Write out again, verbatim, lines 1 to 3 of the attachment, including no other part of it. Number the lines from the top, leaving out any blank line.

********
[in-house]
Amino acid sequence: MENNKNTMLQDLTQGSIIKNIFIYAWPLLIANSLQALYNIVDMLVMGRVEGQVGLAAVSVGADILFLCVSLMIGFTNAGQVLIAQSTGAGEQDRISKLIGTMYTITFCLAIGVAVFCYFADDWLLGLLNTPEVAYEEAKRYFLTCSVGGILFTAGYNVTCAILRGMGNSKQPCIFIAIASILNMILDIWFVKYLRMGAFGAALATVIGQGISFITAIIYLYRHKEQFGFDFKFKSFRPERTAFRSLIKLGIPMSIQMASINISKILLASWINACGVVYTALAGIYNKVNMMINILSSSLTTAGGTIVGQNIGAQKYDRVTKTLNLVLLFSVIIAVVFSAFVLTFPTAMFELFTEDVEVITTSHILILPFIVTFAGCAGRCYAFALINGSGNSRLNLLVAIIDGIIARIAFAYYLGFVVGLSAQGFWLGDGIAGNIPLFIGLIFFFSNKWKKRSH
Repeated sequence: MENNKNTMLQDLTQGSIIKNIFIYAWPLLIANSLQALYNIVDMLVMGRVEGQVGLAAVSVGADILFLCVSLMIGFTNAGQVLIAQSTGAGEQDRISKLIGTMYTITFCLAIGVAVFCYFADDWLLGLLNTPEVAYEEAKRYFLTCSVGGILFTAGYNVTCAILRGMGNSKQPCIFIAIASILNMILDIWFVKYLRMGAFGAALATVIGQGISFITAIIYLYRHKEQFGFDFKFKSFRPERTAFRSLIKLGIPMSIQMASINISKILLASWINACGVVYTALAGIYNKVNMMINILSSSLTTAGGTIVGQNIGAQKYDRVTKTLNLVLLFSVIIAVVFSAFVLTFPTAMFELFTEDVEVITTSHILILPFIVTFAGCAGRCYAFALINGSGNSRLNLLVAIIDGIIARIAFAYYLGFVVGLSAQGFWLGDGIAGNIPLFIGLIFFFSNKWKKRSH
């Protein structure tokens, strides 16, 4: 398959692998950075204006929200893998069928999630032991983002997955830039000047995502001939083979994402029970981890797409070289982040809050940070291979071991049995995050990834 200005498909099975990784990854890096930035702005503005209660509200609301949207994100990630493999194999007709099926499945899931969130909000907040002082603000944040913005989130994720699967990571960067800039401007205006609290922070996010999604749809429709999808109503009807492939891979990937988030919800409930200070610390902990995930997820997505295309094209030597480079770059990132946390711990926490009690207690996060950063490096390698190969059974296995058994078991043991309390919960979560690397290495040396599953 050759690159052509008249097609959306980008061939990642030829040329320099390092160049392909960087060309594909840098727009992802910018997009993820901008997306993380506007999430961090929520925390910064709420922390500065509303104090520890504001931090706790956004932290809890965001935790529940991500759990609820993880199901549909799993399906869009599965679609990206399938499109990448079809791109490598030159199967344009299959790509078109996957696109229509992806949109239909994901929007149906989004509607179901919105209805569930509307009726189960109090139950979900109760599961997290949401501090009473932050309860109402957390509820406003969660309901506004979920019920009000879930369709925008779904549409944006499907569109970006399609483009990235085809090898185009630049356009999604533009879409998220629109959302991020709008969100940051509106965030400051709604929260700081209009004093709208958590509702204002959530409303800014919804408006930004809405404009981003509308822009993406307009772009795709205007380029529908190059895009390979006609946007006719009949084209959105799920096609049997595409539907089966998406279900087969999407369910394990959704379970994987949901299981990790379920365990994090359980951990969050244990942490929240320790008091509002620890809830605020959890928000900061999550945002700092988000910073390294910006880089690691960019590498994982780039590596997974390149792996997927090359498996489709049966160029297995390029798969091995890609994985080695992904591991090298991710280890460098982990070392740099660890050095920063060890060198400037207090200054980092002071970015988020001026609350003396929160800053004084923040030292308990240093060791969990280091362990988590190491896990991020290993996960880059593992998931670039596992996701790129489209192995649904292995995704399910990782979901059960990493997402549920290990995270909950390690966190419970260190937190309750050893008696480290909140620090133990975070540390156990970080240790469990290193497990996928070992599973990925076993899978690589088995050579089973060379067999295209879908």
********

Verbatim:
[in-house]
Amino acid sequence: MENNKNTMLQDLTQGSIIKNIFIYAWPLLIANSLQALYNIVDMLVMGRVEGQVGLAAVSVGADILFLCVSLMIGFTNAGQVLIAQSTGAGEQDRISKLIGTMYTITFCLAIGVAVFCYFADDWLLGLLNTPEVAYEEAKRYFLTCSVGGILFTAGYNVTCAILRGMGNSKQPCIFIAIASILNMILDIWFVKYLRMGAFGAALATVIGQGISFITAIIYLYRHKEQFGFDFKFKSFRPERTAFRSLIKLGIPMSIQMASINISKILLASWINACGVVYTALAGIYNKVNMMINILSSSLTTAGGTIVGQNIGAQKYDRVTKTLNLVLLFSVIIAVVFSAFVLTFPTAMFELFTEDVEVITTSHILILPFIVTFAGCAGRCYAFALINGSGNSRLNLLVAIIDGIIARIAFAYYLGFVVGLSAQGFWLGDGIAGNIPLFIGLIFFFSNKWKKRSH
Repeated sequence: MENNKNTMLQDLTQGSIIKNIFIYAWPLLIANSLQALYNIVDMLVMGRVEGQVGLAAVSVGADILFLCVSLMIGFTNAGQVLIAQSTGAGEQDRISKLIGTMYTITFCLAIGVAVFCYFADDWLLGLLNTPEVAYEEAKRYFLTCSVGGILFTAGYNVTCAILRGMGNSKQPCIFIAIASILNMILDIWFVKYLRMGAFGAALATVIGQGISFITAIIYLYRHKEQFGFDFKFKSFRPERTAFRSLIKLGIPMSIQMASINISKILLASWINACGVVYTALAGIYNKVNMMINILSSSLTTAGGTIVGQNIGAQKYDRVTKTLNLVLLFSVIIAVVFSAFVLTFPTAMFELFTEDVEVITTSHILILPFIVTFAGCAGRCYAFALINGSGNSRLNLLVAIIDGIIARIAFAYYLGFVVGLSAQGFWLGDGIAGNIPLFIGLIFFFSNKWKKRSH